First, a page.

Fig. 7. STUDY OF HEADS AND HANDS. In the Albertina at Vienna.
(To page 18.)
A perfect courtier, he was much esteemed by the Prince of Parma, whose court-painter he became. He produced some rather clever works in imitation of the then prevalent manneristic style of Italian art at that time.
In 1598 Peter Paul Rubens was admitted into the guild of St. Luke. We do not know however much about his early work; although the Holy Trinity in the Museum at Antwerp is generally regarded as one of his first paintings. It represents the Dead Christ, supported by two angels and holding the symbols of his Passion, in the arms of God the Father above whom hovers the Holy Spirit. It must be admitted, that this picture taken as a whole, is neither satisfactory nor beautiful, but it certainly shows an original masterhand; an overwhelming and exuberant power, tending to create exaggerated form and bold fore-shortening; an inclination to fill empty space with sumptuous
objects; a display of harmonious colouring and pictorial effect: and a strong task for soft and shining flesh-tints, the shadows in which graduate almost to the red of the blood. Another early work is the Annunciation with figures over life-size in the Museum of Art History at Vienna. A portrait bust of a Young Man in the old Pinakothek at Munich also shows his method of executing portraits (Fig. 3) at this early period. In the same collection is a sketch in oil of an Old Lady in a Black Veil, conceived apparently with an expression of tenderness. This painting, if tradition is to be believed, represents his mother (Fig. 1) and we may therefore conclude that it was painted before he went to Italy.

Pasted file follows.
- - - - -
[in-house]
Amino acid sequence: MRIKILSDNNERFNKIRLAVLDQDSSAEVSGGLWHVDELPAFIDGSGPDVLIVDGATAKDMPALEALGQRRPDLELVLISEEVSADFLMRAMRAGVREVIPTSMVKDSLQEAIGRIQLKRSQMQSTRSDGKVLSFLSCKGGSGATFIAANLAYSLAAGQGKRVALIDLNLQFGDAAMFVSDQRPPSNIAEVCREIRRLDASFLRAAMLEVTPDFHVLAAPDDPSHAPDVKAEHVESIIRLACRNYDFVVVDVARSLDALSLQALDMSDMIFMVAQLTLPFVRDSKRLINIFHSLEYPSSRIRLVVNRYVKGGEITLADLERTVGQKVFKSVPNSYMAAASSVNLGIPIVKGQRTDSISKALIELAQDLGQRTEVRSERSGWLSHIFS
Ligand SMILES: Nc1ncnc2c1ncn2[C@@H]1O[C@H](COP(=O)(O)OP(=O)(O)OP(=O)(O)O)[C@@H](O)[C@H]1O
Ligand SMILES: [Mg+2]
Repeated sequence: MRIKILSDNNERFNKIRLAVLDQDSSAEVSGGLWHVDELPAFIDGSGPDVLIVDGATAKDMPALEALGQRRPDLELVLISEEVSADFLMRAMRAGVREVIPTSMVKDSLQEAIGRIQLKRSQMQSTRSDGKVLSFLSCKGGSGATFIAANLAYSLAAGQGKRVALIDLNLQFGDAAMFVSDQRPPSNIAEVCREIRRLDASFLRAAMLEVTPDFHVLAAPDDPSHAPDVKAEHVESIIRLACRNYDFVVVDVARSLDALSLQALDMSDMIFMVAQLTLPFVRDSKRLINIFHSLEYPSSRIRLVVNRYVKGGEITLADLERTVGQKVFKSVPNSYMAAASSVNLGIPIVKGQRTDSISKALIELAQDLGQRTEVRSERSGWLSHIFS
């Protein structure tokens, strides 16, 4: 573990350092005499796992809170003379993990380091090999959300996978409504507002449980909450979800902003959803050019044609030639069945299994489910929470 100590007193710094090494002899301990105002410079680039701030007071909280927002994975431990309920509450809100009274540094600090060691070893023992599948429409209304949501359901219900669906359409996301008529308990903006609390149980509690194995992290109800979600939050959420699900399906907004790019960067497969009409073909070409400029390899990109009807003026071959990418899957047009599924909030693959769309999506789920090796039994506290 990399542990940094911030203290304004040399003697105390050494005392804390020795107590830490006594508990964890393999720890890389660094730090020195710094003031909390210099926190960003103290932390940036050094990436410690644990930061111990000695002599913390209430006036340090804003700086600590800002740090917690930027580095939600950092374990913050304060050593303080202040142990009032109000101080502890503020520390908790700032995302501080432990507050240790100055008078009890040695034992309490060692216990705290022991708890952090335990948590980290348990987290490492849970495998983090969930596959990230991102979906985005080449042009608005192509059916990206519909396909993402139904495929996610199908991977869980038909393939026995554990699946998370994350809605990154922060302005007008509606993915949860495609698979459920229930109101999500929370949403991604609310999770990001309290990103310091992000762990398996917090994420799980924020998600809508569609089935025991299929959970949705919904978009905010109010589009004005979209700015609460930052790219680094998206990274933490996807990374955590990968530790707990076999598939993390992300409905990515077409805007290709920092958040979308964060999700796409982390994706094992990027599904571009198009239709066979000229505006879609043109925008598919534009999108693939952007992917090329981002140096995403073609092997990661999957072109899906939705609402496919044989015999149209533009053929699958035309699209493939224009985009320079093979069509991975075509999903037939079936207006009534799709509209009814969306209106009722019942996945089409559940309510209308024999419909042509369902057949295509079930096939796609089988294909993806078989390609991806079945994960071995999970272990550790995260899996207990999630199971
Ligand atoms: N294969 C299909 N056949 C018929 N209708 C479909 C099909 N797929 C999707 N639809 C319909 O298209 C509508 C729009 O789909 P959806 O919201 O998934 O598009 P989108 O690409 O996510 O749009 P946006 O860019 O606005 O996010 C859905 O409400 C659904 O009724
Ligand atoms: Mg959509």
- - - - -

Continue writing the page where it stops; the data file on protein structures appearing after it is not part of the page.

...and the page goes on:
A lengthy stay in Italy was regarded at that time as an indispensable factor in the education of a painter. Rubens started on the oth of May 1600 on his Italian travels. He first went to Venice where the works of the masters of glowing colour no doubt specially attracted him. Through the medium of a Mantuan nobleman, whose acquaintance he made in Venice he was invited to the court of Mantua during that same year. Among all the numerous art-loving princes of his time, Vincenzo Gonzaga, then Duke of Mantua, was perhaps the most zealous. He appointed the young Fleming his court-painter
HEAD OF A BISHOP. In the Dresden Gallery.
(To page 18.)
with a salary of 400 ducats per annum: and we know that Rubens painted for him a number of fine portraits, besides various other pictures. In the year 1601 he was sent to Rome to copy some of the celebrated old masters. Whilst there he also received a commission from his own country. Archduke Albrecht of Austria, who had married Isabella, daughter of Philip II. of Spain, had just before the death of that monarch in 1598 been appointed Governor of the Spanish Netherlands. The title of Cardinal of the church of Sta. Croce in Gerusalemme in Rome had also been conferred upon him. He availed himself therefore of the opportunity afforded him by the presence in the Eternal City of so artistically gifted a subject, with whom he no doubt became acquainted through Otho van Veen, to present to his titular church three altar-pieces. The “Crowning with Thorns”, the “Crucifixion” and the "Invention of the Cross” were the three pictures painted by Rubens on this occasion for this purpose. They remained in situ until 1811, when
Fig. 9. CHRIST, from a series of drawings: Christ and the twelve Apostles.
In the Albertina at Vienna.
(To page 18.)